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Discussion Starter · #1 · (Edited)
Recent purchase is an Illinois 16s 17 jewel pocket watch.
Not running and when balance wheel is shaked the second hand isn't moving.
I pulled reg cock and found only a hole in the balance table.
I see there is a pin sticking up from the pallet fork.

What at is this pin for? It looks like it would fit into the hole in the table. Is this possible?
is there supposed to be a roller jewel in this hole? If the pin has any significance what is it?
i haven't tried setting in the wheel by aligning the pin in the hole, so I don't know if I'm chasing a fault in my strategy.

I know that a roller jewel will engage the fork opening of the pallet fork and that the roller jewels detach making no link for the escape wheel thus no running of the hair spring.

So, do all tables have a jewel or is this hole supposed to mate with the pin of the same diameter as this hole sticking up just behind the fork opening? If I must shellac a jewel onto the table what then is the purpose of the pin on the pallet fork?
 

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Yes, all roller tables should have a roller jewel, although this sometimes get replaced with a steel or brass pin.

The pin that you're seeing is the guard pin, which only allows the pallet fork to move when the roller jewel is in the pallet fork. It sounds like you have a single roller escapement-on these the guard pin sticks straight up perpendicular to the pallet fork.
 

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The technical term for that condition is "Broken". And the fact that you asked the question means you dont' have the skills, material or ability to fix it yourself.

The impulse jewel (on cheap watches it's just a metal pin) is supposed to be attached to the balance roller table. It has the job of 1) unlocking the pallet fork from the escape wheel, allowing the escape wheel to turn. This causes the escape wheel to push the pallet stone. 2) the impulse pin gets pushed by the pallet fork, allowing the balance wheel to rotate more.

IF it's a jewel, the impulse pin is normally attached by shellac. However, if the pin is "stuck" in the fork of the pallet, that suggests that either the impulse pin is too big or the opening in the pallet is too small. The latter is more likely, and could be becuase some hack replaced the pallet fork with the wrong replacement.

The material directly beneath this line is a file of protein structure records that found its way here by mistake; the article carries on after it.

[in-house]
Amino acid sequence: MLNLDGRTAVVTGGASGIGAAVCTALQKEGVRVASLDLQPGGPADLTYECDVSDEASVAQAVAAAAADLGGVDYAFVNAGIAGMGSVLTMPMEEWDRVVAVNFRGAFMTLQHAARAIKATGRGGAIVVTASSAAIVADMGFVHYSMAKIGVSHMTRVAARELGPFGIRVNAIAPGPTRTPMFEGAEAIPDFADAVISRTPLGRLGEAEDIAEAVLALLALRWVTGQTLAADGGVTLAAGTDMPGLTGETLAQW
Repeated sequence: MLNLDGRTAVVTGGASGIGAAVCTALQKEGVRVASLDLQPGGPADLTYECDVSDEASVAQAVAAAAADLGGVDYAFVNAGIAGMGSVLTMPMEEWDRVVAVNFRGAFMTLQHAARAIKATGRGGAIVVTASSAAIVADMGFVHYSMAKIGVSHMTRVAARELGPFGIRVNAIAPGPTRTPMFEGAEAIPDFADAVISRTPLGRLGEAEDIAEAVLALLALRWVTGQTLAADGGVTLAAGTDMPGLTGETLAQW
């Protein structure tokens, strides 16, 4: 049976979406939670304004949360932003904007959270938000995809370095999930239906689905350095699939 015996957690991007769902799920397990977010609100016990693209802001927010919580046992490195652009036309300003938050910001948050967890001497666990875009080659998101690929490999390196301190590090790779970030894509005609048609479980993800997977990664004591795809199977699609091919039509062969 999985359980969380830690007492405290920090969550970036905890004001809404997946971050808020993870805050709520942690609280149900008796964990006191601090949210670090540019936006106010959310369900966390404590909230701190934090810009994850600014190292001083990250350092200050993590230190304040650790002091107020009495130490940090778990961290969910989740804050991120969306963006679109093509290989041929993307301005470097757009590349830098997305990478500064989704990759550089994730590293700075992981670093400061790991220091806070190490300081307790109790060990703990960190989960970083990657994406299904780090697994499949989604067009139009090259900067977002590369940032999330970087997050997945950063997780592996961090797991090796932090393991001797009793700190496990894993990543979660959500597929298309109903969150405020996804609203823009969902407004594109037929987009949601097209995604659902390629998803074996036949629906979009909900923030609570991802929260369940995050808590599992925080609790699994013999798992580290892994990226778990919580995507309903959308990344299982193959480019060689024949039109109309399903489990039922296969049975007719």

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Discussion Starter · #4 ·
I do follow what u said. Since my table has no pin or jewel but only a hole. Then the jewel is missing. Which would be why the escape wheel isn't being turned. More properly the escape isn't unlocked because the fork to table link is "broken".

on this watch there is no stuck anything with the fork involved.
The pin I am not sure of sticks up perpendicular to the pallet fork and is located just behind the center of the fork opening. If this is called a guard pin I don't understand why it exists. This is a longer more slender pin shape than the two bank pins.

Its pretty clear that it would not go into the hole in the balance table. Although that pin looks the right size. What contacts this pin or what does it contact in the movement of the pallet fork?

True what u say. This will be my first roller jewel repair. I have the tools but just have some questions. I'm thankful for ur reply.
regards,
james
 

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The guard pin doesn't touch anything. It serves as a redundancy that insures the roller jewel is properly inserted when installing the balance bridge.


Sent from my Nexus 5 using Tapatalk
 

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True what u say. This will be my first roller jewel repair. I have the tools but just have some questions. I'm thankful for ur reply.
regards,
james
James. The fact that you have the tools but do not understand the function of the parts you are dealing with does not bode well. Even the most basic books on watchmaking cover this. I would suggest that you invest some time in learning about this before you go anywhere near the watch with tools as the escapement is one of the areas that requires the most advanced watchmaking skills.
 

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The lever which has the two horns and guard pin at one end(two pallet stones at the other end) always needs to rest firmly against the one of the banking pins when not in contact with the impulse jewel(the one missing in your watch on the roller) if the watch received a knock and the guard pin wasn't present, the lever would move away from the banking pin which would result in the impulse jewel becoming trapped behind one of the horns,this is called overbanking. So with endshake(clearance),the guard pin stops this from happening by allowing the tip of the guard pin to make brief contact with the edge of the roller,this stops the lever moving away from the banking pin too far. on the roller you may notice a small radius has been taken out of the roller edge that sits behind the impulse jewel, this is known as the passing crescent.the guard pin can only move to the other banking pin when the guard pin sits within this crescent,which is at the very moment the impulse pin makes contact with one of the horns.
 
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